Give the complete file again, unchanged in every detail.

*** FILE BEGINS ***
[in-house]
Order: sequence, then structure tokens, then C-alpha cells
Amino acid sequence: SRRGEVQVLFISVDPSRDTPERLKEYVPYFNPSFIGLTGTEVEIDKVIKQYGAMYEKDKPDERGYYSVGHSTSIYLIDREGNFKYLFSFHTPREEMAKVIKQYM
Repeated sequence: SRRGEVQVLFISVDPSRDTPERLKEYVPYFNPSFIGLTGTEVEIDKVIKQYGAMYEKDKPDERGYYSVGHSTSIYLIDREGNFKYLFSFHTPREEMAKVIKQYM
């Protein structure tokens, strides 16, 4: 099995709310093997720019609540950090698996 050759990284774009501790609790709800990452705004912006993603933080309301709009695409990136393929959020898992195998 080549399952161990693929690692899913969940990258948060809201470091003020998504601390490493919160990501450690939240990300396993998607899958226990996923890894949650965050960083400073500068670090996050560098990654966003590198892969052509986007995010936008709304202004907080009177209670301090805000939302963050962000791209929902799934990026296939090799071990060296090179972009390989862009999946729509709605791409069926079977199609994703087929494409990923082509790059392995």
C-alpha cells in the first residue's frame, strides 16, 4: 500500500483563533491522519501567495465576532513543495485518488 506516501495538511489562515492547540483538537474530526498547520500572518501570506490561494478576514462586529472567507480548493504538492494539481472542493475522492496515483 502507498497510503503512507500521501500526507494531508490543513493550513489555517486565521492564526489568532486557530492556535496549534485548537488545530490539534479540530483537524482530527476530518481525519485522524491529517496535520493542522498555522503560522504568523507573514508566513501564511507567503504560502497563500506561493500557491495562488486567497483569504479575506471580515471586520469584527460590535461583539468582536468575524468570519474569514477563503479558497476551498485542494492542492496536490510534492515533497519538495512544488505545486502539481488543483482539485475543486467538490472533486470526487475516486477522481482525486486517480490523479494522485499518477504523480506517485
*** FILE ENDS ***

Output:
[in-house]
Order: sequence, then structure tokens, then C-alpha cells
Amino acid sequence: SRRGEVQVLFISVDPSRDTPERLKEYVPYFNPSFIGLTGTEVEIDKVIKQYGAMYEKDKPDERGYYSVGHSTSIYLIDREGNFKYLFSFHTPREEMAKVIKQYM
Repeated sequence: SRRGEVQVLFISVDPSRDTPERLKEYVPYFNPSFIGLTGTEVEIDKVIKQYGAMYEKDKPDERGYYSVGHSTSIYLIDREGNFKYLFSFHTPREEMAKVIKQYM
């Protein structure tokens, strides 16, 4: 099995709310093997720019609540950090698996 050759990284774009501790609790709800990452705004912006993603933080309301709009695409990136393929959020898992195998 080549399952161990693929690692899913969940990258948060809201470091003020998504601390490493919160990501450690939240990300396993998607899958226990996923890894949650965050960083400073500068670090996050560098990654966003590198892969052509986007995010936008709304202004907080009177209670301090805000939302963050962000791209929902799934990026296939090799071990060296090179972009390989862009999946729509709605791409069926079977199609994703087929494409990923082509790059392995």
C-alpha cells in the first residue's frame, strides 16, 4: 500500500483563533491522519501567495465576532513543495485518488 506516501495538511489562515492547540483538537474530526498547520500572518501570506490561494478576514462586529472567507480548493504538492494539481472542493475522492496515483 502507498497510503503512507500521501500526507494531508490543513493550513489555517486565521492564526489568532486557530492556535496549534485548537488545530490539534479540530483537524482530527476530518481525519485522524491529517496535520493542522498555522503560522504568523507573514508566513501564511507567503504560502497563500506561493500557491495562488486567497483569504479575506471580515471586520469584527460590535461583539468582536468575524468570519474569514477563503479558497476551498485542494492542492496536490510534492515533497519538495512544488505545486502539481488543483482539485475543486467538490472533486470526487475516486477522481482525486486517480490523479494522485499518477504523480506517485